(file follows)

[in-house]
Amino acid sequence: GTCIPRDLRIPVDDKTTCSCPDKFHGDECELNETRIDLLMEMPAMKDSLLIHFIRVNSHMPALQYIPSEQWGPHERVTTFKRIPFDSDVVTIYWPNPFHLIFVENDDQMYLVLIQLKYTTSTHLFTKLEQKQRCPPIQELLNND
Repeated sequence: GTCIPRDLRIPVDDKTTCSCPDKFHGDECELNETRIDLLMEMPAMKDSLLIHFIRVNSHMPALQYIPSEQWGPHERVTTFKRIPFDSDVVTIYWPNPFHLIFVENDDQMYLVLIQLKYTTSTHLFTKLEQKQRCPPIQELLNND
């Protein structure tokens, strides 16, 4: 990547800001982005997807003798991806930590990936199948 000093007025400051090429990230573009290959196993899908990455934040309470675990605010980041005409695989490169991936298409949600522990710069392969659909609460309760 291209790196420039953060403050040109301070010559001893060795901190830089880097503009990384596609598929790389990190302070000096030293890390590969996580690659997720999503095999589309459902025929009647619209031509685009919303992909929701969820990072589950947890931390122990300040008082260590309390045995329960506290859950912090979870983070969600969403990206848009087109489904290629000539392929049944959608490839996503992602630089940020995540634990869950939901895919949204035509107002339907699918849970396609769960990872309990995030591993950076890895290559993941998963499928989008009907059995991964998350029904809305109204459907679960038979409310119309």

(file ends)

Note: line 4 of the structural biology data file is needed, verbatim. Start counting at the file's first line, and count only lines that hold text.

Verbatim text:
């Protein structure tokens, strides 16, 4: 990547800001982005997807003798991806930590990936199948 000093007025400051090429990230573009290959196993899908990455934040309470675990605010980041005409695989490169991936298409949600522990710069392969659909609460309760 291209790196420039953060403050040109301070010559001893060795901190830089880097503009990384596609598929790389990190302070000096030293890390590969996580690659997720999503095999589309459902025929009647619209031509685009919303992909929701969820990072589950947890931390122990300040008082260590309390045995329960506290859950912090979870983070969600969403990206848009087109489904290629000539392929049944959608490839996503992602630089940020995540634990869950939901895919949204035509107002339907699918849970396609769960990872309990995030591993950076890895290559993941998963499928989008009907059995991964998350029904809305109204459907679960038979409310119309």